Andrew Sean Greer's novel Less and James Forman Jr.'s book Locking Up Our Own: Crime and Punishment in Black America are among the 2018 Pulitzer Prize winners, each of whom receives $15,000. This year's books category winners and finalists:
Fiction: Less by Andrew Sean Greer (Lee Boudreaux Books/Little, Brown), "a generous book, musical in its prose and expansive in its structure and range, about growing older and the essential nature of love." Also nominated were In the Distance by Hernan Diaz (Coffee House Press) and The Idiot by Elif Batuman (Penguin).
General nonfiction: Locking Up Our Own: Crime and Punishment in Black America by James Forman Jr. (FSG), "an examination of the historical roots of contemporary criminal justice in the U.S., based on vast experience and deep knowledge of the legal system, and its often-devastating consequences for citizens and communities of color." Also nominated were Notes on a Foreign Country: An American Abroad in a Post-America World by Suzy Hansen (FSG) and The Evolution of Beauty: How Darwin's Forgotten Theory of Mate Choice Shapes the Animal World--and Us by Richard O. Prum (Doubleday).
History: The Gulf: The Making of an American Sea by Jack E. Davis (Liveright/Norton), "an important environmental history of the Gulf of Mexico that brings crucial attention to Earth's 10th-largest body of water, one of the planet's most diverse and productive marine ecosystems." Also nominated were Fear City: New York's Fiscal Crisis and the Rise of Austerity Politics by Kim Phillips-Fein (Metropolitan Books) and Hitler in Los Angeles: How Jews Foiled Nazi Plots Against Hollywood and America by Steven J. Ross (Bloomsbury).
Biography or autobiography: Prairie Fires: The American Dreams of Laura Ingalls Wilder by Caroline Fraser (Metropolitan Books), "a deeply researched and elegantly written portrait of Laura Ingalls Wilder, author of the Little House on the Prairie series, that describes how Wilder transformed her family's story of poverty, failure and struggle into an uplifting tale of self-reliance, familial love and perseverance." Also nominated were Richard Nixon: The Life by John A. Farrell (Doubleday) and Robert Lowell, Setting the River on Fire: A Study of Genius, Mania, and Character by Kay Redfield Jamison (Knopf).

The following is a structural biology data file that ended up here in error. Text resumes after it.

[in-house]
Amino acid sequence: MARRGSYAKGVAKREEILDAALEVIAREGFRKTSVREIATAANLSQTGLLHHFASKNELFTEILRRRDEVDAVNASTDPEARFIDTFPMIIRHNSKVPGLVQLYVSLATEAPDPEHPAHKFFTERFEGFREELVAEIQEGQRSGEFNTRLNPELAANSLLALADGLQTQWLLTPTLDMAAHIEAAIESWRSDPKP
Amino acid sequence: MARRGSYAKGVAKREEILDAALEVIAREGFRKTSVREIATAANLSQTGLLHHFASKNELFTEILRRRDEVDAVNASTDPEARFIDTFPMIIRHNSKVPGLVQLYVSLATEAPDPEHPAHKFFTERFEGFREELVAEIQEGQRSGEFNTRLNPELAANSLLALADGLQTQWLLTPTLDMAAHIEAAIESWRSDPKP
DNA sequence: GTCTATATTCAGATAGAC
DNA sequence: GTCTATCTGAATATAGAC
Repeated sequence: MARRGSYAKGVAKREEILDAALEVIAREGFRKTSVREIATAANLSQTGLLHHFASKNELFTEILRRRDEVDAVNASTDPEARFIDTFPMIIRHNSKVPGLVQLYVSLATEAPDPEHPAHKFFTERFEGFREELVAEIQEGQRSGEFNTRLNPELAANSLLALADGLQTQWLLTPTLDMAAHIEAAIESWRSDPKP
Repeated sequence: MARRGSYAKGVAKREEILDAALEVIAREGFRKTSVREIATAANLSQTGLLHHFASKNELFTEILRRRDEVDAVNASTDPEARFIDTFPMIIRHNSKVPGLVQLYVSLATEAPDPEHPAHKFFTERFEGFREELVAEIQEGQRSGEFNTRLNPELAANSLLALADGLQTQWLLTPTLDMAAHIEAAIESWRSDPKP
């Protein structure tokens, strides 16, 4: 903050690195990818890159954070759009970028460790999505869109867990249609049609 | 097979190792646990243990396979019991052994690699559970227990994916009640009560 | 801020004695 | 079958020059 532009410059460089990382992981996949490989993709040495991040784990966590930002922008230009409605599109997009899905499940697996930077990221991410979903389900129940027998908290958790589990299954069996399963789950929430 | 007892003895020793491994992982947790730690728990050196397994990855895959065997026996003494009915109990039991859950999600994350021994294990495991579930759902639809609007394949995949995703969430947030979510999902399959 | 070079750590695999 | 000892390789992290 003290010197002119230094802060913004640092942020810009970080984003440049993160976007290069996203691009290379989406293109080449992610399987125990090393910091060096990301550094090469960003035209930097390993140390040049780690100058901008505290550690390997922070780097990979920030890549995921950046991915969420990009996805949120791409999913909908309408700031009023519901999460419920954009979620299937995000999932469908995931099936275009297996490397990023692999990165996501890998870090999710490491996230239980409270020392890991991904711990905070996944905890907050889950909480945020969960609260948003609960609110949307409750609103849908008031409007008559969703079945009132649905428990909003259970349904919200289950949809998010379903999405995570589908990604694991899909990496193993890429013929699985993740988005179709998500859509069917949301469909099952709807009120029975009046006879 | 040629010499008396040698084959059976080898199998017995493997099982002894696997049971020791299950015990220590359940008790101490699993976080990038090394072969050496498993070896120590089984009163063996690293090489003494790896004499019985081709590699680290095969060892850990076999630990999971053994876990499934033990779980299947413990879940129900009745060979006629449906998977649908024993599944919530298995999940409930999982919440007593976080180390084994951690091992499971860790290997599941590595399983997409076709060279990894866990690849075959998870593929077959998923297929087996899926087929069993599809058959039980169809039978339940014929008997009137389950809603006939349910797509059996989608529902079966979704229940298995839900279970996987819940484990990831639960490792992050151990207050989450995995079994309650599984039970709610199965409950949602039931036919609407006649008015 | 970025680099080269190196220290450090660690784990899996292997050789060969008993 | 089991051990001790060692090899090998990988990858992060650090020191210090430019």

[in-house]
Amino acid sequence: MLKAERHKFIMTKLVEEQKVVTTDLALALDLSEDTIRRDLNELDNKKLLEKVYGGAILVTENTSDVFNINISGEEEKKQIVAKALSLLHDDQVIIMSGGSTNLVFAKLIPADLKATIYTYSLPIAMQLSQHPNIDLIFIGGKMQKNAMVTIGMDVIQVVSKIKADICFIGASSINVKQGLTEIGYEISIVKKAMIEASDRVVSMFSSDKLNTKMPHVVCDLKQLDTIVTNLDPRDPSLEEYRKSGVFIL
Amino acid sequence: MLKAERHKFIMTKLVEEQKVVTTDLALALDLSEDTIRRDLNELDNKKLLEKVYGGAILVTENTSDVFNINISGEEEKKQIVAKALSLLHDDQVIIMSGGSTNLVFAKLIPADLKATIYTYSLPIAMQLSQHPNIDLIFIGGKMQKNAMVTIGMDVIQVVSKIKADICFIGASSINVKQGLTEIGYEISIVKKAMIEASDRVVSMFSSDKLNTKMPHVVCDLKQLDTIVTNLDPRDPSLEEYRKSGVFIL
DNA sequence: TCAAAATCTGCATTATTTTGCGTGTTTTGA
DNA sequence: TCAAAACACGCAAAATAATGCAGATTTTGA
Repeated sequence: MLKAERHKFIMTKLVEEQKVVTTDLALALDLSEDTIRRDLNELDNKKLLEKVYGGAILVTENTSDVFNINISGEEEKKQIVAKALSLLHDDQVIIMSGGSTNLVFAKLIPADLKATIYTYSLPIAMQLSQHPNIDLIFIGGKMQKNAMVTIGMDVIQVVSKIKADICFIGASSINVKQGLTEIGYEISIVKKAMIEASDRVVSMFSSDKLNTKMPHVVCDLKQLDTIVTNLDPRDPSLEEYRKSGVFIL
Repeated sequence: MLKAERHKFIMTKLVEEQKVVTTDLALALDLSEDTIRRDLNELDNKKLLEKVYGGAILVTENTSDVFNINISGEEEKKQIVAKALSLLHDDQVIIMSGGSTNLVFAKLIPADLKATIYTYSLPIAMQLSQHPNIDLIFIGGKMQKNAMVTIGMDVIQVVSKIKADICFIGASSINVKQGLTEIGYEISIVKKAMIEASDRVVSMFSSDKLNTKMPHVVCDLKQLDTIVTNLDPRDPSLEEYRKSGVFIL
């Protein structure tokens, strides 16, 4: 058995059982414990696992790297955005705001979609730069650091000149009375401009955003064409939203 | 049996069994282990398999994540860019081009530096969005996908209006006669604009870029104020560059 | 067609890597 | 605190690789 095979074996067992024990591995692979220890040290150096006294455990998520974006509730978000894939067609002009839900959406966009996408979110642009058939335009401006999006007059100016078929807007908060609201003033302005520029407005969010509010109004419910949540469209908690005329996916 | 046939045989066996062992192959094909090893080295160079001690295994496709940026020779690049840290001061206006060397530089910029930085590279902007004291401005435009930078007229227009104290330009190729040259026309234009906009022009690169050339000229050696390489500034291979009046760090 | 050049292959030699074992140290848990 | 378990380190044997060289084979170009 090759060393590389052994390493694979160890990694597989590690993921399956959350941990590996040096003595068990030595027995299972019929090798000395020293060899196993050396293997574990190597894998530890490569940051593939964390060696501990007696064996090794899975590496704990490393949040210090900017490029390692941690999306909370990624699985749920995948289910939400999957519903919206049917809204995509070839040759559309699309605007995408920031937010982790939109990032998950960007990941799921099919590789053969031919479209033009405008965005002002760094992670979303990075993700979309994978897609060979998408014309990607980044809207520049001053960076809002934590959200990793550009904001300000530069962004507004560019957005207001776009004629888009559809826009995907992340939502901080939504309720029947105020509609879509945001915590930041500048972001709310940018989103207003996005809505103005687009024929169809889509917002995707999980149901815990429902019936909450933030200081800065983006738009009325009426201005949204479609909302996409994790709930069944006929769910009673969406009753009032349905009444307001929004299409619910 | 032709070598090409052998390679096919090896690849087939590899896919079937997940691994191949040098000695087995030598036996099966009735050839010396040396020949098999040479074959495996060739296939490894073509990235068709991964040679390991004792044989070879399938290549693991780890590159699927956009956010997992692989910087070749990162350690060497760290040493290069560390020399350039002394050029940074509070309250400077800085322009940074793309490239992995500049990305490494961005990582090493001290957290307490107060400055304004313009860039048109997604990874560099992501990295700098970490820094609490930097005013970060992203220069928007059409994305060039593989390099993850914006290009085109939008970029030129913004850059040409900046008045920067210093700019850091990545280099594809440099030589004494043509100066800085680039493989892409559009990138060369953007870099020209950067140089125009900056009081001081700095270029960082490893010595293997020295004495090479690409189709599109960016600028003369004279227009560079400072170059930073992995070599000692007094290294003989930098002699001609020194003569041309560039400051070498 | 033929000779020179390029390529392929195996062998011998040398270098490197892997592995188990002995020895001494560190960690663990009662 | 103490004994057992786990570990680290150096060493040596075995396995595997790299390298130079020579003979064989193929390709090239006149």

Poetry: Half-light: Collected Poems 1965-2016 by Frank Bidart (FSG), "a volume of unyielding ambition and remarkable scope that mixes long dramatic poems with short elliptical lyrics, building on classical mythology and reinventing forms of desires that defy societal norms." Also nominated were Incendiary Art by Patricia Smith (TriQuarterly Books/Northwestern University Press) and semiautomatic by Evie Shockley (Wesleyan University Press).
Drama: Cost of Living by Martyna Majok, "an honest, original work that invites audiences to examine diverse perceptions of privilege and human connection through two pairs of mismatched individuals: a former trucker and his recently paralyzed ex-wife, and an arrogant young man with cerebral palsy and his new caregiver." Also nominated were Everybody by Branden Jacobs-Jenkins and The Minutes by Tracy Letts.